On October 24, the FCC, over the dissent of its two Republican commissioners, issued a Notice of Apparent Liability (NAL) proposing a fine of $10 million to Lifeline eligible telecommunications carriers (“ETCs”) TerraCom, Inc. and YourTel America, Inc. for violations of laws protecting “phone customers’ personal information.” 

This is the agency’s first data security case and the largest privacy action in the Commission’s history.  See News Release.  Friday’s decision follows through on numerous public statements made by FCC Enforcement Bureau Chief Travis LeBlanc indicating that privacy and security is a high enforcement priority for the Commission and that the agency would begin to use a Communications Act provision barring unjust and unreasonable practices as a privacy and security enforcement tool.

According to the NAL, the Enforcement Bureau investigation found that both TerraCom and YourTel “collected names, addresses, Social Security numbers, driver’s licenses and other proprietary information” gathered through the Lifeline eligibility approval process “and stored them on unprotected Internet servers that anyone in the world could access with a search engine and basic manipulation.”  The NAL states that the TerraCom and YourTel violations exposed more than 300,000 customers’ personal information to unauthorized access as well as heightened risk of fraud and identity theft. 

CPNI Violation.  The NAL first alleges that the companies failed to properly protect the confidentiality of consumers’ proprietary information collected from applicants for wireless and wired Lifeline services in violation of Section 222(a) of the Communications Act, which requires that carriers protect the confidentiality of the “proprietary information” of their customers.  The FCC proposes a forfeiture of $8.5 million for this violation based on precedent for base forfeitures of $29,000 for previous CPNI violations.  Applying the base forfeitures to the alleged over 300,000 violations would have resulted in a proposed penalty of close to $9 billion, but the FCC settled on $8.5 million as “sufficient.” 

Unjust and Unreasonable Practices.  The NAL next alleges several violations of Section 201(b) of the Communications Act, which prohibits unjust and unreasonable practices, but only proposes a penalty for one such violation.  The NAL proposes a $1.5 million penalty against the companies for making false representations in their website privacy policies regarding protecting customers’ sensitive personal information.  The FCC alleges that the companies’ failure to follow their own privacy policies was an unjust and unreasonable practice.  This forfeiture is based on precedent for a $40,000 base forfeiture for Section 201(b) violations related to deceptive marketing to consumers.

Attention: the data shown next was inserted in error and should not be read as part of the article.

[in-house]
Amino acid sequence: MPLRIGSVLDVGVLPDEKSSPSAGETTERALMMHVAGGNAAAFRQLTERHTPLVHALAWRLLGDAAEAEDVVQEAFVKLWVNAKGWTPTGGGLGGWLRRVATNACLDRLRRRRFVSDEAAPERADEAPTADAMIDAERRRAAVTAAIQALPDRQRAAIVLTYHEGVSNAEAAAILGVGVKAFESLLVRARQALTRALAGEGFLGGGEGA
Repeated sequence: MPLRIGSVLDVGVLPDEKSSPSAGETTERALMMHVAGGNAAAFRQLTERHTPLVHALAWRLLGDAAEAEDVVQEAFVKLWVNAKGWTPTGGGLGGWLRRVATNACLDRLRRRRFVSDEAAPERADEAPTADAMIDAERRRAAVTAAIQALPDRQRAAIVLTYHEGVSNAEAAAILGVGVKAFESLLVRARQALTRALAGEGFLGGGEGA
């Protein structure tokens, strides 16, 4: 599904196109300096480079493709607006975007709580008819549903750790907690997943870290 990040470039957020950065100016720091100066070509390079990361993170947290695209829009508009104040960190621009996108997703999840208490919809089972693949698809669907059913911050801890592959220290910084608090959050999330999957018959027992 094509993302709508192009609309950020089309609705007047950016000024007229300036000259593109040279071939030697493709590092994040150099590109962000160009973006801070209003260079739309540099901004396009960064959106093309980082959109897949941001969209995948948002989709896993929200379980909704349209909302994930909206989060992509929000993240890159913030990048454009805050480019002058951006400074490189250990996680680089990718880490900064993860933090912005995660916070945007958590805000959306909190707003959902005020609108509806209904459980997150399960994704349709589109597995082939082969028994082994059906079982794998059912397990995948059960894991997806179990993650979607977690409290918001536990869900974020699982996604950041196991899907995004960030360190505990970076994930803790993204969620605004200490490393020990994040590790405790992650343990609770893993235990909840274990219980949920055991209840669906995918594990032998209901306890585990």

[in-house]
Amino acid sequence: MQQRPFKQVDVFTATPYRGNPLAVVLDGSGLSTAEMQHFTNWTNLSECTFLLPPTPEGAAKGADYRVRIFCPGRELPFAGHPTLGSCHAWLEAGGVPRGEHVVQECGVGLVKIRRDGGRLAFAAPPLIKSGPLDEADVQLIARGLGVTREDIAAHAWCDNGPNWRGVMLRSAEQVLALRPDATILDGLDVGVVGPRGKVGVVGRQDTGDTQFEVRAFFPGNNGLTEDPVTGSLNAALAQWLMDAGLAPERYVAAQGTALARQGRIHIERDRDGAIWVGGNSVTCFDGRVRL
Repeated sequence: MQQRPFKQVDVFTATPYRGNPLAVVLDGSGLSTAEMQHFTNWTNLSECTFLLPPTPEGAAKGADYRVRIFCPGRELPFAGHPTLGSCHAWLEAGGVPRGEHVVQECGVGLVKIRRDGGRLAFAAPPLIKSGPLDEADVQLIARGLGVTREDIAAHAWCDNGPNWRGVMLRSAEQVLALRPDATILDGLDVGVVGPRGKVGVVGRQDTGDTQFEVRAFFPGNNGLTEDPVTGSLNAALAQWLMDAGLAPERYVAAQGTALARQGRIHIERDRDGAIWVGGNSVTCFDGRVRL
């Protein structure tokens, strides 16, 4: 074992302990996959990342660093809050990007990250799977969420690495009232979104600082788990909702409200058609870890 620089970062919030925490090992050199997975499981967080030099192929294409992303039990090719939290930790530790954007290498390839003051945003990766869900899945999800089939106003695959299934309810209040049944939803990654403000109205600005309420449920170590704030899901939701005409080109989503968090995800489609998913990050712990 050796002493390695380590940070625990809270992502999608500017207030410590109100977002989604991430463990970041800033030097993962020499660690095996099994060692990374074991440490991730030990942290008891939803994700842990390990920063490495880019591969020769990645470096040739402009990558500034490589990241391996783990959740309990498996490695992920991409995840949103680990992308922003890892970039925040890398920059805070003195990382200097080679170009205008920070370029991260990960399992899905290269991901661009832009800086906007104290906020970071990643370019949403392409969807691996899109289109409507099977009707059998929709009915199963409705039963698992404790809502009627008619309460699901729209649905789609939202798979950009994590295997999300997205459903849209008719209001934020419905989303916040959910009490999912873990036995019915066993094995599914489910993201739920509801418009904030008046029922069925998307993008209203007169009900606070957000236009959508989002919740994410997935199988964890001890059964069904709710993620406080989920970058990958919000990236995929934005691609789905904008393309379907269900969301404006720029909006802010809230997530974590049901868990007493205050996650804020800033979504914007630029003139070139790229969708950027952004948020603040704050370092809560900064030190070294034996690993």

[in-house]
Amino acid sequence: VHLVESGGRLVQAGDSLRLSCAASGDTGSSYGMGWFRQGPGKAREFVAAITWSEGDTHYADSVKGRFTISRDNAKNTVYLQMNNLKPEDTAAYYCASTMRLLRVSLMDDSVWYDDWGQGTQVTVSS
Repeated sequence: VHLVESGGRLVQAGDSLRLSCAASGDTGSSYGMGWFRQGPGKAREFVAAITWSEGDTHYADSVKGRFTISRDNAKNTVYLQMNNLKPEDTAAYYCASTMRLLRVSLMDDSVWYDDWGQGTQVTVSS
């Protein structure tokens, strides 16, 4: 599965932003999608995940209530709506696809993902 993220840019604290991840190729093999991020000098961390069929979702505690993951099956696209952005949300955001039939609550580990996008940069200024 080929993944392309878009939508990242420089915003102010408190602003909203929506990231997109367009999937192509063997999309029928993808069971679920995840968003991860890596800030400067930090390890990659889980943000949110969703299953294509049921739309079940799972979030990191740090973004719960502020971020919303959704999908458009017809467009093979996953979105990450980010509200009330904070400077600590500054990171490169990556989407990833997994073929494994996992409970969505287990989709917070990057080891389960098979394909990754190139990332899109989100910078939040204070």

Further, the NAL alleges that by failing to employ reasonable data security practices (such as password protection or encryption) and failing to notify all potentially affected customers of the security breach, the companies apparently violated Section 201(b).  However, the agency declined to propose a forfeiture for those two alleged violations because this is the first case in which it makes such findings.  The NAL states that carriers are now on notice regarding these potential violations.    

The Commission’s use of its authority to police “unjust and unreasonable” practices by telecommunications providers appears to represent a significant expansion of the Commission’s enforcement authority over privacy-related matters and appears to mirror the Federal Trade Commission’s privacy and data security actions under a similar statutory provision in the Federal Trade Commission Act Section 5 barring unfair and deceptive trade practices.  The expansion of authority is the reason that Commissioners Pai (R) and O’Reilly (R) dissented.  Both Commissioners contended that the FCC had not given fair notice of what data security practices are required.  Commissioner O’Reilly also questioned the majority’s interpretation of the CPNI provisions of Section 222.

While the $10 million proposed penalty is the largest privacy action in the Commission’s history and its first foray into data security enforcement, it is not likely to be its last.  We expect that the FCC will continue to investigate and take enforcement action against lax data security and other practices that compromise the privacy of consumers’ personal information. 

In light of the FCC’s action, all carriers, including especially Lifeline providers, should review their security and privacy practices related to customer eligibility documentation and other personal information, as well as their privacy statements and CPNI policies to ensure that consumer data is adequately safeguarded in a manner that comports not only with the FCC’s CPNI rules but also with federal and state privacy frameworks that will inform the Commission’s determination of what is “unjust and unreasonable” in this area.